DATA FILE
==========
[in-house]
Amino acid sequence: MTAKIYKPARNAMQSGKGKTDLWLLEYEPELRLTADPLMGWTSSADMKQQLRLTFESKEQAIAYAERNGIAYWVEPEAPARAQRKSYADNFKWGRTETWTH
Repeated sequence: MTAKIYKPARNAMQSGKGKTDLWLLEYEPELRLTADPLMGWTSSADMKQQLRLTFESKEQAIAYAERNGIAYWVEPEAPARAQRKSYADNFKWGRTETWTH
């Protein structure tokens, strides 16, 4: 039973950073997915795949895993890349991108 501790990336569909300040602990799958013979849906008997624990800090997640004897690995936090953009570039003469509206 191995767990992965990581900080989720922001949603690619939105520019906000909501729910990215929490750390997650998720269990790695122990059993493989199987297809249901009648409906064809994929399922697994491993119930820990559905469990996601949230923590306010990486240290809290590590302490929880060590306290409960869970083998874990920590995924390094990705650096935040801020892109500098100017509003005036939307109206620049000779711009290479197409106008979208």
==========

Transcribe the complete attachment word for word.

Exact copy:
[in-house]
Amino acid sequence: MTAKIYKPARNAMQSGKGKTDLWLLEYEPELRLTADPLMGWTSSADMKQQLRLTFESKEQAIAYAERNGIAYWVEPEAPARAQRKSYADNFKWGRTETWTH
Repeated sequence: MTAKIYKPARNAMQSGKGKTDLWLLEYEPELRLTADPLMGWTSSADMKQQLRLTFESKEQAIAYAERNGIAYWVEPEAPARAQRKSYADNFKWGRTETWTH
């Protein structure tokens, strides 16, 4: 039973950073997915795949895993890349991108 501790990336569909300040602990799958013979849906008997624990800090997640004897690995936090953009570039003469509206 191995767990992965990581900080989720922001949603690619939105520019906000909501729910990215929490750390997650998720269990790695122990059993493989199987297809249901009648409906064809994929399922697994491993119930820990559905469990996601949230923590306010990486240290809290590590302490929880060590306290409960869970083998874990920590995924390094990705650096935040801020892109500098100017509003005036939307109206620049000779711009290479197409106008979208």